Localized oscillatory mechanical stress was applied to the cell to induce CSK remodeling. This was done by oscillating magnetic microbeads that were tightly bound to the actin CSK using a device known as magnetic twisting stimulator (MTS). Details of this technique have been published elsewhere previously (11). Briefly, ferrimagnetic beads (4.5-μm diameter, produced by the laboratory of Dr. J. J. Fredberg of Harvard School of Public Health, Boston, MA) were coated with a synthetic Arg-Gly-Asp (RGD)-containing peptide at 50 μg peptide/mg beads (Peptite 2000, Integra Life Sciences, San Diego, CA) and stored in carbonate buffer (pH 9.4) at 4°C. Before use, beads were washed with phosphate-buffered saline (PBS) and resuspended in DMEM/F-12 medium with 1% BSA. Then, beads were deposited onto the surface of the cells prepared either in 96 wells or on 12-mm coverslips at ∼20,000 beads/well and ∼70,000 beads/coverslip, respectively. The RGD coating enabled the beads to bind specifically to transmembrane integrin receptors, forming focal adhesions, whereas the BSA blocked nonspecific binding. The binding between the bead and cell established in 15 min of contact and unbound beads were washed away subsequently.
Cells with surface-bound beads prepared as described above were placed inside the MTS, and the beads were first magnetized (∼2 kV, 250 μs) to align their magnetic moments horizontally each in the same direction. Then, a sinusoidal varying vertical magnetic field was applied, generating an oscillating torque to twist the magnetized beads. As a bead was tethered to the actin CSK through integrins and focal adhesions, the twisting motion of the bead thus applied a localized stress to the CSK, to which the bead was linked. The amount of magnetic torque applied on each bead was approximately the same and only depended weakly on the angle of rotation of the bead. However, the amount of stress applied to each cell varied from cell to cell due to the differences in the geometry of the bead-cell contact complex, as well as the number of integrin receptors within the contact complex. For a bead embedded 25% into the cell surface and a specific torque (torque normalized to bead volume) of 60 Pa, the stress applied to the cell was computed to be on the order of 1,000 Pa (27). In this study, we applied a specific torque of 56 Pa to the bead at a frequency of 0.3 Hz. This frequency was roughly equal to that of breathing. The MTS was placed inside an incubator (Sanyo). Thus, during mechanical stimulation, the cell was maintained at 37°C in humidified air containing 5% CO2.
Measurement of Cell Stiffness
To assess cell function during mechanical stimulation, we measured cell stiffness using optical magnetic twisting cytometry (OMTC). OMTC was similar to MTS in that it used magnetic beads in the same manner but in a smaller apparatus fitted on a microscope stage so that the bead motions can be optically tracked to determine the mechanical properties of the cell.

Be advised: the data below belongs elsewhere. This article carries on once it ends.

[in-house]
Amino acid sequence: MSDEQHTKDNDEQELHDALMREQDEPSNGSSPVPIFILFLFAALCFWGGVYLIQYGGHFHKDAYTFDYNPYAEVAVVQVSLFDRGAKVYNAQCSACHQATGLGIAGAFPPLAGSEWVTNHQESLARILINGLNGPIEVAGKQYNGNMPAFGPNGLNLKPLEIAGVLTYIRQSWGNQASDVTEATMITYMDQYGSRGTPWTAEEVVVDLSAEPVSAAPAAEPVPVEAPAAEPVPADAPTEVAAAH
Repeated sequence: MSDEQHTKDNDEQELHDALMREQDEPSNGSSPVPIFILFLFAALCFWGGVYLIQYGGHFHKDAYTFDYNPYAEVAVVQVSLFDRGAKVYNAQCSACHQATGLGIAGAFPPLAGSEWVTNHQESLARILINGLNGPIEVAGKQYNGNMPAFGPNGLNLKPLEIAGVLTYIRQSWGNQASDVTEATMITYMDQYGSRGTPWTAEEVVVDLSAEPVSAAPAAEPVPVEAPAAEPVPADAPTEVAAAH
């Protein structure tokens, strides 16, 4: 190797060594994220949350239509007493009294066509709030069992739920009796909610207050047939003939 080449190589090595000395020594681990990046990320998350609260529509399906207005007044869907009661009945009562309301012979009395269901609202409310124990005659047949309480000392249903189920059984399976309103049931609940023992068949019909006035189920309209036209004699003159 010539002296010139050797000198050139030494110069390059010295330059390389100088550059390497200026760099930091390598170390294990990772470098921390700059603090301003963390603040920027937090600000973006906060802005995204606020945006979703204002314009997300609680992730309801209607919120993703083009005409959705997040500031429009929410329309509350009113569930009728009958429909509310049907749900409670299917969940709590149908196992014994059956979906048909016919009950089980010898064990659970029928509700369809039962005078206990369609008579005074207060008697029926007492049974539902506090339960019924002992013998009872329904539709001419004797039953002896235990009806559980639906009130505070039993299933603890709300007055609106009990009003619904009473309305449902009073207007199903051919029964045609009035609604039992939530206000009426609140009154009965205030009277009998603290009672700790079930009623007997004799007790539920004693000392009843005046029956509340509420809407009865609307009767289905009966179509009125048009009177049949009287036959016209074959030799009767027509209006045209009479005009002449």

The detail of OMTC has been published elsewhere (13, 32). In brief, a 96 well containing cells with surface-bound beads, prepared as described above, was placed in a twisting device fitted on the stage of an inverted microscope (DM-IRB, Leica Microsystems). The microscope was equipped with a ×20 objective and a charge-coupled device camera (1,280 × 1,024 pixels, 12-bit gray scale, SensiCam, The Cooke, Auburn Hills, MI). Although the beads were twisted similarly as described above with a specific torque of 56 Pa at 0.5 Hz, the camera imaged the beads continuously (∼200 beads at a time) at 16 frames per twisting cycle. Then, using an intensity centroid algorithm, the bead positions in each recorded image were automatically determined (13). Then, Fourier transformation was used to extract the displacement of each bead in response to the applied torque, and beads with erratic, irreproducible motions were not analyzed (13, 27, 32).
Thus, for a given specific torque (T̃) applied to a bead and the resultant bead displacement (D̃), as described above, a complex stiffness (G̃) of the cell was defined as the ratio of the torque to the displacement, i.e., G̃ = (T̃/D̃) = G′ + iG”, where G′ is the in-phase component or elastic stiffness, which we hereafter refer to as cell stiffness (in Pascal/nm), G” is the out-of-phase component, and i is the unit imaginary number . In this study, we did not examine G", which is usually 10–20% of G′ (13).
Assessment of Actin CSK Remodeling
To assess actin CSK remodeling in response to stress, we prepared cells with surface-bound beads on 12-mm coverslips as described above. These cells were either stimulated by MTS or left unperturbed in an identical condition as time-matched control. At chosen time points during the stimulation, cells were washed in PBS and fixed in 4% paraformaldehyde in PBS for 15 min. Then the cells were thoroughly rinsed in PBS again and permeabilized with 0.3% Triton-X in PBS for 5 min. Once permeabilized, the cells were first incubated in PBS with 10% BSA for 1 h to block nonspecific staining of fluorescence and then incubated in PBS with ∼6.6 μM fluorescently conjugated phalloidin (Alexa 488, Molecular Probes, Eugene, OR) for 30 min to fluorescently label the filamentous actin (F-actin). Fluorescently labeled cells were rinsed in PBS and mounted on a glass slide with mounting medium (Prolong Antifade kit, Molecular Probes).